The Anthropology of Potentiality in Biomedicine: An Introduction to Supplement 7

Research output: Contribution to journalJournal articleResearchpeer-review

Standard

The Anthropology of Potentiality in Biomedicine : An Introduction to Supplement 7. / Taussig, Karen-Sue; Hoeyer, Klaus ; Helmreich, Stefan .

In: Current Anthropology, Vol. 54, No. S7, 2013, p. 3-14.

Research output: Contribution to journalJournal articleResearchpeer-review

Harvard

Taussig, K-S, Hoeyer, K & Helmreich, S 2013, 'The Anthropology of Potentiality in Biomedicine: An Introduction to Supplement 7', Current Anthropology, vol. 54, no. S7, pp. 3-14.

APA

Taussig, K-S., Hoeyer, K., & Helmreich, S. (2013). The Anthropology of Potentiality in Biomedicine: An Introduction to Supplement 7. Current Anthropology, 54(S7), 3-14.

Vancouver

Taussig K-S, Hoeyer K, Helmreich S. The Anthropology of Potentiality in Biomedicine: An Introduction to Supplement 7. Current Anthropology. 2013;54(S7):3-14.

Author

Taussig, Karen-Sue ; Hoeyer, Klaus ; Helmreich, Stefan . / The Anthropology of Potentiality in Biomedicine : An Introduction to Supplement 7. In: Current Anthropology. 2013 ; Vol. 54, No. S7. pp. 3-14.

Bibtex

@article{975d17a1278543e4840b2c7b52349ac4,
title = "The Anthropology of Potentiality in Biomedicine: An Introduction to Supplement 7",
abstract = "At the beginning of the twenty-first century, potentiality serves as a central concept in the life sciences and in medical practices. This special issue of Current Anthropology explores how genes, cells, bodies, and populations as well as technologies, disciplines, and research areas become imbued with potential. We suggest that anthropologists of the life sciences and biomedicine should work reflexively with the concept of potentiality and the politics of its naming and framing. We lay out a set of propositions and emphasize the moral aspects of claims about potentiality as well as the productivity of the ambiguity involved when dealing with that which does not (yet and may never) exist. We suggest that potentiality is both an analytic—one that has appeared explicitly and tacitly in the history of anthropology—as well as an object of study in need of further attention. To understand contemporary meanings and practices associated with potentiality, we must integrate an awareness of our own social scientific assumptions about potentiality with critical scrutiny of how the word and concept operate in the lives of the people we study.",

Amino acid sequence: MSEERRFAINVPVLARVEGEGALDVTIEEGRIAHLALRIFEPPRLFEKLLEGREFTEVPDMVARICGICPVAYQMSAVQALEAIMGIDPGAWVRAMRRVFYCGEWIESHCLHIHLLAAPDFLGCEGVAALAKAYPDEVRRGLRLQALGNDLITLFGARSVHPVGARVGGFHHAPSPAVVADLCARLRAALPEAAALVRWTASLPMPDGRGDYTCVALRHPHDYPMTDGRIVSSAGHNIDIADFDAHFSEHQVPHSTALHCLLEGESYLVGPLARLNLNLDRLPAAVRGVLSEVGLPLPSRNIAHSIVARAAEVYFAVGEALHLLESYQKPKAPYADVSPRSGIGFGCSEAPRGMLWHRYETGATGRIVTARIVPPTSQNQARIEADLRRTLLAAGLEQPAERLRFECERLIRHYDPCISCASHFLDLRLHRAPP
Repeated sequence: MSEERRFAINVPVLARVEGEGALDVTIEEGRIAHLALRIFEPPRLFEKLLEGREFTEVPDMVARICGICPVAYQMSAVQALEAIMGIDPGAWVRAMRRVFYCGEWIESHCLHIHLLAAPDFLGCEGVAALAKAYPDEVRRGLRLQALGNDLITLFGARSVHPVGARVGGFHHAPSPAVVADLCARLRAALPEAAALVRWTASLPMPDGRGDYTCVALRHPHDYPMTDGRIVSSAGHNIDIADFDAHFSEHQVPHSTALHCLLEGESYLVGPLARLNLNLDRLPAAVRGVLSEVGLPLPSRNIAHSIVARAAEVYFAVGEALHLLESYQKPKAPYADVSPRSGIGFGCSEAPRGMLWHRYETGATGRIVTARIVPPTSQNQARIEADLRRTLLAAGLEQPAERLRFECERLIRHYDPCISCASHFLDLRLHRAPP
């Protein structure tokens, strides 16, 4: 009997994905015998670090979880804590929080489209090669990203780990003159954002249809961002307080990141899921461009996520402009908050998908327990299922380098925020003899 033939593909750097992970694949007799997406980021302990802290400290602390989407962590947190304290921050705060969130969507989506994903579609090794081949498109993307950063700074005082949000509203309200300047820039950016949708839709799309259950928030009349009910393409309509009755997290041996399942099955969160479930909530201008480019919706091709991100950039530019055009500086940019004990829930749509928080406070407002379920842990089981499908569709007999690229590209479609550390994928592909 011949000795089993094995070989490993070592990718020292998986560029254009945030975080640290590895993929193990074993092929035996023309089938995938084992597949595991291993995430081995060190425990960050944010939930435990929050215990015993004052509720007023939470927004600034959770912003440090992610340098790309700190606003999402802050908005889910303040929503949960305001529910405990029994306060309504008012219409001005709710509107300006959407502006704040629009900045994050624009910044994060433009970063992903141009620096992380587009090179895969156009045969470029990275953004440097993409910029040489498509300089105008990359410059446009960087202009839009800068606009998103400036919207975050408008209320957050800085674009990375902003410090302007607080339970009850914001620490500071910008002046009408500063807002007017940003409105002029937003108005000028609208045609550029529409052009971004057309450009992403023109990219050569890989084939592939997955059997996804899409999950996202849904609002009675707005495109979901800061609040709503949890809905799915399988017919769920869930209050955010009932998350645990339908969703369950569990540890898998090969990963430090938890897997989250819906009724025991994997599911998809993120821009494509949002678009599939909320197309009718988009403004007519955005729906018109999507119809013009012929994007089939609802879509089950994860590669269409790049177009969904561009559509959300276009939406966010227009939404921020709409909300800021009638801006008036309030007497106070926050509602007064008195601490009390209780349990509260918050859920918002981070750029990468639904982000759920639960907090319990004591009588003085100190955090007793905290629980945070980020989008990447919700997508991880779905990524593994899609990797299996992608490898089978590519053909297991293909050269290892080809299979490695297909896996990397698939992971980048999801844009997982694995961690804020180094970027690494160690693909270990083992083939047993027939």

author = "Karen-Sue Taussig and Klaus Hoeyer and Stefan Helmreich",
year = "2013",
language = "English",
volume = "54",
pages = "3--14",
journal = "Current Anthropology",
issn = "0011-3204",
publisher = "University of Chicago Press",
number = "S7",

}

RIS

TY - JOUR

T1 - The Anthropology of Potentiality in Biomedicine

T2 - An Introduction to Supplement 7

AU - Taussig, Karen-Sue

AU - Hoeyer, Klaus

AU - Helmreich, Stefan

PY - 2013

Y1 - 2013

N2 - At the beginning of the twenty-first century, potentiality serves as a central concept in the life sciences and in medical practices. This special issue of Current Anthropology explores how genes, cells, bodies, and populations as well as technologies, disciplines, and research areas become imbued with potential. We suggest that anthropologists of the life sciences and biomedicine should work reflexively with the concept of potentiality and the politics of its naming and framing. We lay out a set of propositions and emphasize the moral aspects of claims about potentiality as well as the productivity of the ambiguity involved when dealing with that which does not (yet and may never) exist. We suggest that potentiality is both an analytic—one that has appeared explicitly and tacitly in the history of anthropology—as well as an object of study in need of further attention. To understand contemporary meanings and practices associated with potentiality, we must integrate an awareness of our own social scientific assumptions about potentiality with critical scrutiny of how the word and concept operate in the lives of the people we study.

AB - At the beginning of the twenty-first century, potentiality serves as a central concept in the life sciences and in medical practices. This special issue of Current Anthropology explores how genes, cells, bodies, and populations as well as technologies, disciplines, and research areas become imbued with potential. We suggest that anthropologists of the life sciences and biomedicine should work reflexively with the concept of potentiality and the politics of its naming and framing. We lay out a set of propositions and emphasize the moral aspects of claims about potentiality as well as the productivity of the ambiguity involved when dealing with that which does not (yet and may never) exist. We suggest that potentiality is both an analytic—one that has appeared explicitly and tacitly in the history of anthropology—as well as an object of study in need of further attention. To understand contemporary meanings and practices associated with potentiality, we must integrate an awareness of our own social scientific assumptions about potentiality with critical scrutiny of how the word and concept operate in the lives of the people we study.

M3 - Journal article

VL - 54

SP - 3

EP - 14

JO - Current Anthropology

JF - Current Anthropology

SN - 0011-3204

IS - S7

ER -

ID: 51128582